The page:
In most developing countries, the treatment and prognosis of osteosarcoma have been troubling for those involved, and it is also a pain point for every osteosarcoma patient. Developing nations are unable to provide patients with osteosarcoma with a more individualized course of treatment due to their economic underdevelopment and lack of medical resources and equipment . On the other hand, the lack of technical personnel and the backward medical technology make the early diagnosis of osteosarcoma a huge problem [7–10]. The larger problem is that even with adequate screening equipment and MRI images, inefficient manual recognition measures may lead to delays in diagnosis and treatment, thus worsening the condition of patients with osteosarcoma. Since 600–700 MRI images are generated per patient , there are often fewer than 20 valid osteosarcoma images. A large amount of data can only be diagnosed by doctors’ manual identification [11, 12], which burdens doctors. Long-term high-intensity work can also fatigue doctors and reduce the speed and accuracy of discrimination . Worst of all, the location, structure, shape, and density of different osteosarcomas are not identical . It is difficult to distinguish the tumor location from normal tissues. Different osteosarcomas may also have image differences under the same imaging method [15–17]. It is extremely difficult to diagnose with the naked eye, which requires doctors to have rich diagnostic experience. Otherwise, it may lead to inaccurate diagnostic results and delays in patient treatment .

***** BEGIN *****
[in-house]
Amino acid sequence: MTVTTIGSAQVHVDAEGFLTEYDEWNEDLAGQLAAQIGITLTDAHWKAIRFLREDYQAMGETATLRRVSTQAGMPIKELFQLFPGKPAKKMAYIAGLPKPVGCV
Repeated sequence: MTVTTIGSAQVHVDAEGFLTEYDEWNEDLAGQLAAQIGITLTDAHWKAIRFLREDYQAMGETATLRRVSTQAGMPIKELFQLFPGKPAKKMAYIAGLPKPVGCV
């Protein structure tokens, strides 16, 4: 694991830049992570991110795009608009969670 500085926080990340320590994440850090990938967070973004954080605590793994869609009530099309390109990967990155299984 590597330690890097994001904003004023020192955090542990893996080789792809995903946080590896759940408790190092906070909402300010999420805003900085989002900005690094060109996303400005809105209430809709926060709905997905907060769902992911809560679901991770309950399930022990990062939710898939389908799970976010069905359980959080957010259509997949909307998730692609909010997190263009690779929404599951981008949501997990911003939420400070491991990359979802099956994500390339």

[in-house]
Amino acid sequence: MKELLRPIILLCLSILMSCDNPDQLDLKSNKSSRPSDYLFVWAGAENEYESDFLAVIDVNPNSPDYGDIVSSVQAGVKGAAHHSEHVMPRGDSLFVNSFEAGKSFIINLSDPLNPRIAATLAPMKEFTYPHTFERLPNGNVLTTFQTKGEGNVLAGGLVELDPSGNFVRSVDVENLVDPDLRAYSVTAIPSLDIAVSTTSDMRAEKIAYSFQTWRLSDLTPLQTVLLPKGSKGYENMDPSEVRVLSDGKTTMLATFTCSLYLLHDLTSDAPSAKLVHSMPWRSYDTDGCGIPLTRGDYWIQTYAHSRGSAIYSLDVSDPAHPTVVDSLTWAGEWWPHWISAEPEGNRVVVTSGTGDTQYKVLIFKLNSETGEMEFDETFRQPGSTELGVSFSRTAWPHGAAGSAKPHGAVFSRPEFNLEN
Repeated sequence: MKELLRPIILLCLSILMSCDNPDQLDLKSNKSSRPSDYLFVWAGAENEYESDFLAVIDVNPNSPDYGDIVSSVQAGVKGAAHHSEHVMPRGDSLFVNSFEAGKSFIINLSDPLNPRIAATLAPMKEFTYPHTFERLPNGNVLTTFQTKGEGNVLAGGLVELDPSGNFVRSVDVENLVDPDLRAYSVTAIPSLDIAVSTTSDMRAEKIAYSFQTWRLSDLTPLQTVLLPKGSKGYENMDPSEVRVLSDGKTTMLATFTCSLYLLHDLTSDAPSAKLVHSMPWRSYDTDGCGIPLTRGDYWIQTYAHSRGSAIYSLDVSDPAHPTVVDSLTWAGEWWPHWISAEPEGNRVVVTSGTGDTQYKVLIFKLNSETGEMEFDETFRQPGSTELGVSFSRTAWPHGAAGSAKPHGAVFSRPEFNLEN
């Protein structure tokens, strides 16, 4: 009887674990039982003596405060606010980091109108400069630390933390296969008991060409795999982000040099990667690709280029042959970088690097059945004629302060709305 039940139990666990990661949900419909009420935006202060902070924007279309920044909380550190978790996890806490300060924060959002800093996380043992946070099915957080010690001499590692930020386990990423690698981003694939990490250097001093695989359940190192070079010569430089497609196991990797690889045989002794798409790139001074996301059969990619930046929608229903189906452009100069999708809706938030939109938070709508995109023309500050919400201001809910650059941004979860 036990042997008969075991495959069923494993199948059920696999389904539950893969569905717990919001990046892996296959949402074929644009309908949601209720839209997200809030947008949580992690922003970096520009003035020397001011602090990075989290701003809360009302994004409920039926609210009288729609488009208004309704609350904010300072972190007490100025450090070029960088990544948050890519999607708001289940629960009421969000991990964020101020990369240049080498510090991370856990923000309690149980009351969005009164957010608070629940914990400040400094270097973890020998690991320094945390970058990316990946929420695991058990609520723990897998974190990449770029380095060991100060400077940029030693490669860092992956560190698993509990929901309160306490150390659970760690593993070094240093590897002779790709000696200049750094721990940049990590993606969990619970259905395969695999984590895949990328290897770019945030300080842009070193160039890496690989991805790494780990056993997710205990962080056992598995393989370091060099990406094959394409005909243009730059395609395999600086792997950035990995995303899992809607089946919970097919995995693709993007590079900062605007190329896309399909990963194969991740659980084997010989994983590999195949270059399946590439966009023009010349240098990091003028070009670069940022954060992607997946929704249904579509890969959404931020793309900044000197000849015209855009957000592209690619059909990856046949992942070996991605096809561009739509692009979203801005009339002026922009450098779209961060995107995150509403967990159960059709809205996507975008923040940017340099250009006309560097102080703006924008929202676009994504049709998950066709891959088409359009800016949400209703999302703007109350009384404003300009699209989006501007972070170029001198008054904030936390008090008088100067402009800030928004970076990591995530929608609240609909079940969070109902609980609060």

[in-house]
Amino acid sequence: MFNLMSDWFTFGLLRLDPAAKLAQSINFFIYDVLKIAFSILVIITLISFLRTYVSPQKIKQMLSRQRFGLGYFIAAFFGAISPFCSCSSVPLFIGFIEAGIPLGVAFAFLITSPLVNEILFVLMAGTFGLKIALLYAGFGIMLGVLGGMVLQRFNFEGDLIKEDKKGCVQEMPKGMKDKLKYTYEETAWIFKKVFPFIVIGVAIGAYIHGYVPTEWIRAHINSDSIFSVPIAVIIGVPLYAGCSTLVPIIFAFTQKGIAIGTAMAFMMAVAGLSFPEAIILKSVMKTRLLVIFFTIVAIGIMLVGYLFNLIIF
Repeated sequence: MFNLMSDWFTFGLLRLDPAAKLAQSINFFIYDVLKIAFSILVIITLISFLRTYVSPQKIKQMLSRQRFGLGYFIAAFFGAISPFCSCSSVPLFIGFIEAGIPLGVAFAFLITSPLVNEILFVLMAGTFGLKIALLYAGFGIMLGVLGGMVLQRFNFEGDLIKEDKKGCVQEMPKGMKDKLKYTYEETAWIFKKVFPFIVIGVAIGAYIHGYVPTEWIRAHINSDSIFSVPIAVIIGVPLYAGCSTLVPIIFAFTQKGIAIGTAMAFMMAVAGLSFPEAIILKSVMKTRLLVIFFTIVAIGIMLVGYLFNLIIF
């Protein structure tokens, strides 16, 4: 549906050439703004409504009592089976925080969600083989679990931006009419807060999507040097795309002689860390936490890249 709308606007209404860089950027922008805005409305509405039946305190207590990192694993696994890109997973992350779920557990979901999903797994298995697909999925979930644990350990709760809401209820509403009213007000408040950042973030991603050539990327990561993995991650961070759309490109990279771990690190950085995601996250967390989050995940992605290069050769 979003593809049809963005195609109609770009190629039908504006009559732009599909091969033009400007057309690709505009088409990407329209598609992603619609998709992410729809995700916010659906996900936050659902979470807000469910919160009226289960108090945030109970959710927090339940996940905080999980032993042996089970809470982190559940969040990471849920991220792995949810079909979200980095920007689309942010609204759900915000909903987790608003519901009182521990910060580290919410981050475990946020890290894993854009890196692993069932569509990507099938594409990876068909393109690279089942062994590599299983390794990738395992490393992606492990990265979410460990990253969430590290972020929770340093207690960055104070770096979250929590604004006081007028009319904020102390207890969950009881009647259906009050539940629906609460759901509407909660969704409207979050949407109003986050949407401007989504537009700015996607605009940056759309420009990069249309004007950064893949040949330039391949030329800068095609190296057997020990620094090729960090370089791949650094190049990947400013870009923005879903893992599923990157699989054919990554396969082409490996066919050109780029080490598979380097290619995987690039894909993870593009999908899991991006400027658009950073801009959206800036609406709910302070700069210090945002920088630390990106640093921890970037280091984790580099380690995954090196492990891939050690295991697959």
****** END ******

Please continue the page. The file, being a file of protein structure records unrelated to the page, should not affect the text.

Medical image processing technology has steadily been employed in the direction of medical diagnostics as computer image technology has progressed . Among the existing studies, there are many types of segmentation algorithms applied to medical images, such as thresholding [20, 21], region growing [22, 23], machine learning [24, 25], deep learning [26, 27], active contouring [28, 29], quantum-inspired compilation [30, 31], and computational intelligence [32, 33]. These algorithms are able to provide effective support for the clinical routine. Through algorithm processing, the system can more accurately segment the tumor area that the doctor is interested in . It is helpful for precise localization and diagnosis and treatment, reducing the possibility of tumor recurrence, and thereby greatly improving the survival rate of patients . For example, the literature  uses the convolutional neural network for the localization and segmentation of brain tumors, and the literature  realizes the classification of brain tumors and the grading of glial tumors. However, segmenting osteosarcoma MRI images remains a significant difficulty. The amount of noise in MRI pictures varies. Furthermore, the segmentation model is prone to noise  and overfitting, resulting in worse segmentation accuracy. Meanwhile, osteosarcoma has a wide range of local tissue development and shape [39, 40]. These properties cause indistinct tumor boundaries and complex form structures, making it difficult to maintain edge features [41–43]. As a result, it is worth looking into how to segment osteosarcoma effectively and properly.